As beautiful as the Okefenokee Swamp is today, I can only imagine the grandeur of the pristine beauty prior to the logging of the early 1900’s. It has been nearly 100 years since the logging took place, but the scars of wide scale timber removal remain to this day. Many of the cypress have been growing back since the saws were silenced, but I do not think we see what the early explorers and swampers saw in the 1800’s.
In his book Mammals of the Okefinokee Swamp published in 1927, naturalist Francis Harper wrote, “This was doubtless one of the most magnificent stands of cypress in the country, many of the trees towering to a height of about 100 feet, and having a diameter of more than a yard above the swollen base.”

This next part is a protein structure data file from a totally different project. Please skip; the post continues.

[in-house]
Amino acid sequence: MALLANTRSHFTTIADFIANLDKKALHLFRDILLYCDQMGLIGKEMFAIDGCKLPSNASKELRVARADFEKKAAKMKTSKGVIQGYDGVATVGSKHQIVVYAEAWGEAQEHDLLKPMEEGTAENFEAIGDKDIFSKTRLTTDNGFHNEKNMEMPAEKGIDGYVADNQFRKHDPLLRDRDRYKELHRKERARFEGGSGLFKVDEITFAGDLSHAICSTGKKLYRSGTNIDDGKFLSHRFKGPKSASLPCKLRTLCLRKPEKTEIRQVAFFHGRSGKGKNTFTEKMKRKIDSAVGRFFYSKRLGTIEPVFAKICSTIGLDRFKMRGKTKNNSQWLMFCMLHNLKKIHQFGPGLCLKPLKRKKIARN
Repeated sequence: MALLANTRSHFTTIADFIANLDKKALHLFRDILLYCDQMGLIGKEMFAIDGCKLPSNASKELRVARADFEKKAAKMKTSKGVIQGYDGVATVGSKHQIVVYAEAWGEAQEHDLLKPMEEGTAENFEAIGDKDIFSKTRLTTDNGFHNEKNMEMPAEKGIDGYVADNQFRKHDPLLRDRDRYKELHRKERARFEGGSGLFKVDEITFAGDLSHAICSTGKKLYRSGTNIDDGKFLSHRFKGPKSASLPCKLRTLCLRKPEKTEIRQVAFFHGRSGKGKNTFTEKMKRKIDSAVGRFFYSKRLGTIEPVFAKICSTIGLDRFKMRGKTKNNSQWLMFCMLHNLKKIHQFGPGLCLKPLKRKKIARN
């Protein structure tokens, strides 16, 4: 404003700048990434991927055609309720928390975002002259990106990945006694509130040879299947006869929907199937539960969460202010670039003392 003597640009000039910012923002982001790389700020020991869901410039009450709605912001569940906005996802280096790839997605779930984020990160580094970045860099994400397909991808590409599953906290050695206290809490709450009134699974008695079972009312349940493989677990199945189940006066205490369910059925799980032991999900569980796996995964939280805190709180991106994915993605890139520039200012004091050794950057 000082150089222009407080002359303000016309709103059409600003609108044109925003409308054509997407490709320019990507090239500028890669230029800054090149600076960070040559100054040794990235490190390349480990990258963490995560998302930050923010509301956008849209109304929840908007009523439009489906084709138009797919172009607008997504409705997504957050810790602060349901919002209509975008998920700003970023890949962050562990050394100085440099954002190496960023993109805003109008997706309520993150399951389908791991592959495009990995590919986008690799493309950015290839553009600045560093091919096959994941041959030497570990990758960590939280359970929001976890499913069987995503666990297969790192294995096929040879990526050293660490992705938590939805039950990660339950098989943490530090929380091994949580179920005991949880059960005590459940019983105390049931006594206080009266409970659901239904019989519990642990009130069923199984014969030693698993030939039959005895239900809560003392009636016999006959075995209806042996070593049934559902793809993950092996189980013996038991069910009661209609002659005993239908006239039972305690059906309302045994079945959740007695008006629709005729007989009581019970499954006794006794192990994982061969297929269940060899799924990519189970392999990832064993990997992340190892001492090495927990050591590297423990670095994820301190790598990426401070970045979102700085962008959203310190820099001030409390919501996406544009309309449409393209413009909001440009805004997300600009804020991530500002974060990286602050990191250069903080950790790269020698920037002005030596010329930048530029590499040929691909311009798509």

If the post-exploitation Okefenokee can hold such magnificence today, one can only imagine what it would have been to step foot in the towering cypress cathedrals of yesterday. But as long as we continue to preserve this national treasure, future generations won’t have to use their imagination. Cypress grow slowly, but they do grow! One day.
It’s sad to see these old stumps! I know cypress is a very prized and beautiful wood. Happy New Year, William! 🙂